FOREST, Va. — Following the March 17 devastation left by Cyclone Idai in Zimbabwe, humanitarian organization World Help has launched an emergency aid response for victims of the disaster.
The cyclone, which had recently torn across Mozambique with 100-plus mph winds, hit Zimbabwe with devastating force, dumping torrential floodwaters and causing deadly landslides. Roads were destroyed, and houses washed away, some with families still inside. Many farmers lost their crops in an area that is already facing a severe food shortage. Following the destruction, Zimbabwe declared a state of emergency.
World Help’s partners are on the ground assessing damage and praying with people affected. They have reported that all of the children in World Help’s Zimbabwe sponsorship program are safe, but there are many other people who have critical needs.
World Help is enlisting the financial help of supporters to provide relief to the most affected areas. A $50 donation provides critical supplies such as food, infant care kits and hygiene supplies to families who are in desperate need.
But beyond sending physical help, World Help is calling on people to also provide spiritual hope for victims.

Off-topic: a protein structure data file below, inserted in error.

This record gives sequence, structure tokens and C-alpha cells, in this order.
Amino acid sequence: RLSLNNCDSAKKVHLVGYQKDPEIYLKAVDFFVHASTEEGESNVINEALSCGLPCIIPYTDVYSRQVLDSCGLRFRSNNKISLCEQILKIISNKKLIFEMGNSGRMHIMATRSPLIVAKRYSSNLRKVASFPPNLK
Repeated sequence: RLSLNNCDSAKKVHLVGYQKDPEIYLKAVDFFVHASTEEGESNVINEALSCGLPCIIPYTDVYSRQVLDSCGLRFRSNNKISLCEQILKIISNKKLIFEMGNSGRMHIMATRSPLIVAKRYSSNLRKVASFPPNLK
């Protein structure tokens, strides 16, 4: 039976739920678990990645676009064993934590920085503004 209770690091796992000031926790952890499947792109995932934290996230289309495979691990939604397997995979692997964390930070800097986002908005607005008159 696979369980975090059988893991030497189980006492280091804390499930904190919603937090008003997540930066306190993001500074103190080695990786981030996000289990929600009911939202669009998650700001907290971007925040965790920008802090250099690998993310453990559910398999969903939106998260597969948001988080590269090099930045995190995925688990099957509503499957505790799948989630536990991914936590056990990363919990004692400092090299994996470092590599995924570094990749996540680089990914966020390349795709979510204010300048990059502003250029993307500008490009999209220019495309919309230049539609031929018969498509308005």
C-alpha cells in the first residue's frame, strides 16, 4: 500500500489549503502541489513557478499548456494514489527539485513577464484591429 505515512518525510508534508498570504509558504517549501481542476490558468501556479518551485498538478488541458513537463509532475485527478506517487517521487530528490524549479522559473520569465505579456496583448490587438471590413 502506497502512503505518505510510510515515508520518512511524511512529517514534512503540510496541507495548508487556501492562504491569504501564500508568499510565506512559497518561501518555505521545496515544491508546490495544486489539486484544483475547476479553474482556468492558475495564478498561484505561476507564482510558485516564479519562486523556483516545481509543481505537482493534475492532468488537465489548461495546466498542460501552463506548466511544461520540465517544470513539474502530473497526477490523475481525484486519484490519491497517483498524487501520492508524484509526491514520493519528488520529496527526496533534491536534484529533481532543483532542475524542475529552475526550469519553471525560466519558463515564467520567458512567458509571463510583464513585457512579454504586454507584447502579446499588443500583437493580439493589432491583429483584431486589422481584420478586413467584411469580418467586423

“People are terrified. They’re wondering if their lives will ever be the same. Please stop whatever you’re doing and pray on behalf of families impacted by this cyclone,” said Vernon Brewer, founder and CEO of World Help.
“Yes, we must provide help so they may survive this disaster, but we also must send them hope through our prayers so they know they are not forgotten and they still have a future,” Brewer said.
To learn more about the relief efforts or to donate, visit World Help’s Zimbabwe relief page.
Media note: To schedule an interview with a World Help representative, please contact firstname.lastname@example.org.
World Help is a Christian humanitarian organization serving the physical and spiritual needs of people in impoverished communities around the world. Since its inception in 1991, World Help has delivered humanitarian aid to more than 82 million people in 71 countries.